In the architectural industry sustainability has become the buzzword for 2013. I don’t know if clients have bought into it completely yet, but most are giving it passing thought.

I feel quite jealous that this sector has managed to crack it, and wish that I knew the secret as to how they did it. I know that Al Gore’s ‘An Inconvenient Truth’ was a tipping point, and it really is a compelling book and film, especially the visuals, which are so striking.

Accessibility is not at odds with sustainability. I have just come across a circular announcing an award from World Architectural News (WAN):

“The WAN Sustainable Building of the Year Award 2012 aims to showcase projects that incorporate sustainability into every facet of their design, creating solutions that not only tick the boxes of sustainability criteria, but also respond to their environment and the needs of their users, while producing architecture that uplifts and inspires us.”

The italics are mine.

I wonder if any effort towards universal accessibility will be made either by those who enter their projects, or the judges?

The six categories include: Education, Healthcare, Civic, Urban Design, Commercial and Residential. In South Africa we are not legally obliged to have a residential project universally accessible, but all of the remainder fall under legal imperatives.

With all the projects entered into this award, the architects will have had to make a decision to make the building sustainable before putting pencil to paper, or doing the feasibility exercises.

It does require a lot more effort to make the buildings universally accessible, so that all those with functional limitations - temporary or permanent - can use them together, but it probably won’t involve additional finance.

I am often asked to assist people to make their buildings accessible, ranging from small projects to large ones, both old and new. Mostly I am approached only at the finishing stages, or after the foundations have been cast and the walls built. In the hospitality industry I think that the providers are realising that the broad range of consumers will be served if accommodation is accessible. However, it probably will be costly if only thought about once building has started. It isn’t only about getting the toilet at the right height, and a ramp at the front door.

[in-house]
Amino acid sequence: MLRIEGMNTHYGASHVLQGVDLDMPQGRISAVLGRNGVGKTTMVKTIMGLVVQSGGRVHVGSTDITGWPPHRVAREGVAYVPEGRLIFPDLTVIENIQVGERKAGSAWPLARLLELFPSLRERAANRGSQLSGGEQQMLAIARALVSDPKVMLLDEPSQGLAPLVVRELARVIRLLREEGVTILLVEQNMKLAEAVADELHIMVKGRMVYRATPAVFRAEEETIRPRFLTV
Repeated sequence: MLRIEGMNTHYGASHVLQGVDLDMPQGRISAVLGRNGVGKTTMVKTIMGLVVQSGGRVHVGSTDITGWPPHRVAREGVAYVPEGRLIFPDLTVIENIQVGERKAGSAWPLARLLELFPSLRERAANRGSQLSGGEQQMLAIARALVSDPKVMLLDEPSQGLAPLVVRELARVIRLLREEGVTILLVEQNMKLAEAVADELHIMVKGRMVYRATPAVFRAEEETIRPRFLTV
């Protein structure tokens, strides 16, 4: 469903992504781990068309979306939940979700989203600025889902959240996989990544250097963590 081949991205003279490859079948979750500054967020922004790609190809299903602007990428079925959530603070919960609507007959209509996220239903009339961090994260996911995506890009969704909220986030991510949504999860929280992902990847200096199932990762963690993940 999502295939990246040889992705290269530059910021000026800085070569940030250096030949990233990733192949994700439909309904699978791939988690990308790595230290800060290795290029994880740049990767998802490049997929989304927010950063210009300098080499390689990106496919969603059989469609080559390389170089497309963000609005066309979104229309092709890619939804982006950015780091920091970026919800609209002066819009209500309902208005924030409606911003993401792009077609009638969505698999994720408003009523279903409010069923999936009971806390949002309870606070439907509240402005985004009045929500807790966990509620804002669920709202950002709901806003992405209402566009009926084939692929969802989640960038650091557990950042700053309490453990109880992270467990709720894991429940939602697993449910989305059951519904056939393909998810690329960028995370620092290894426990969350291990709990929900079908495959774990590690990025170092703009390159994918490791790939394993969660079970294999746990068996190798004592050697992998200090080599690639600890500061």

As a matter of fact, quite often a ramp at the front door is not really suitable if it is hard up against the front door. People with luggage also fall under the category of ‘special needs’. Landings are invaluable. Where the parking is situated in relation to the front door is also critical, and the route to the door. The thresholds of all doors are also extremely important, as it can be a barrier that defeats the whole purpose of the building. Cross ventilation in all the rooms is often forgotten, and ease of opening and closing the windows, which all goes towards being independent. The positioning of the furniture should be worked out ahead of time so that there is space between the bed and the sidewalls, and that the bedside tables are easy to move out of the way. Chairs should also not be too heavy for an ordinary person to move so that there is enough space for everyone. Decluttering is key. Don’t forget that a wheelchair user probably feels safer if the door to the bathroom opens outwards: and when it is open it should not block off any other circulation route. Wheelchair –friendly is often the phrase used to promote the venue: But is it?

These things all seem obvious, but they are well worth getting right, especially in a business environment, where one actually is transgressing the essence of the law, and ultimately the Bill of Rights.

ri-dot